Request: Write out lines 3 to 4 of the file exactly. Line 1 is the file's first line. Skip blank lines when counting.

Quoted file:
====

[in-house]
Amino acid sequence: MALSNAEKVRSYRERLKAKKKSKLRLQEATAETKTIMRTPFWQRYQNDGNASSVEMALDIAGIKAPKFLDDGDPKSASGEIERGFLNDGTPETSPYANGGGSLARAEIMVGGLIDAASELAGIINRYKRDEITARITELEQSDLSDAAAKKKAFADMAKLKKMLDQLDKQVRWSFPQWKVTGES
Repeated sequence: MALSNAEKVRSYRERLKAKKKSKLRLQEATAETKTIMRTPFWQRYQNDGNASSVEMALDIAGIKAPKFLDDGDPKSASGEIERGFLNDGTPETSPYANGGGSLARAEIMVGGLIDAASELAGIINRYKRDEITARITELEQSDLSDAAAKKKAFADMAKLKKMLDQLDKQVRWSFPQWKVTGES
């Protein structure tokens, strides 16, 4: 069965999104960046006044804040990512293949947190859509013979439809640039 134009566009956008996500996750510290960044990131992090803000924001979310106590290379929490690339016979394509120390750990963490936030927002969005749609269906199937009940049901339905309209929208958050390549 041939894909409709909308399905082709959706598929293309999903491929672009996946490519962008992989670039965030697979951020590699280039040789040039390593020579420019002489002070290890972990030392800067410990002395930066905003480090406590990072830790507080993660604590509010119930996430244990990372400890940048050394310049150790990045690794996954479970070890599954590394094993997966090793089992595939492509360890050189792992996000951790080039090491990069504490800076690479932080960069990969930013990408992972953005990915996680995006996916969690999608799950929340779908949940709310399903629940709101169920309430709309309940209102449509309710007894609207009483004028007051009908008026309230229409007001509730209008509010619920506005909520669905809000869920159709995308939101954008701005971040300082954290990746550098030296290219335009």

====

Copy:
Repeated sequence: MALSNAEKVRSYRERLKAKKKSKLRLQEATAETKTIMRTPFWQRYQNDGNASSVEMALDIAGIKAPKFLDDGDPKSASGEIERGFLNDGTPETSPYANGGGSLARAEIMVGGLIDAASELAGIINRYKRDEITARITELEQSDLSDAAAKKKAFADMAKLKKMLDQLDKQVRWSFPQWKVTGES
């Protein structure tokens, strides 16, 4: 069965999104960046006044804040990512293949947190859509013979439809640039 134009566009956008996500996750510290960044990131992090803000924001979310106590290379929490690339016979394509120390750990963490936030927002969005749609269906199937009940049901339905309209929208958050390549 041939894909409709909308399905082709959706598929293309999903491929672009996946490519962008992989670039965030697979951020590699280039040789040039390593020579420019002489002070290890972990030392800067410990002395930066905003480090406590990072830790507080993660604590509010119930996430244990990372400890940048050394310049150790990045690794996954479970070890599954590394094993997966090793089992595939492509360890050189792992996000951790080039090491990069504490800076690479932080960069990969930013990408992972953005990915996680995006996916969690999608799950929340779908949940709310399903629940709101169920309430709309309940209102449509309710007894609207009483004028007051009908008026309230229409007001509730209008509010619920506005909520669905809000869920159709995308939101954008701005971040300082954290990746550098030296290219335009």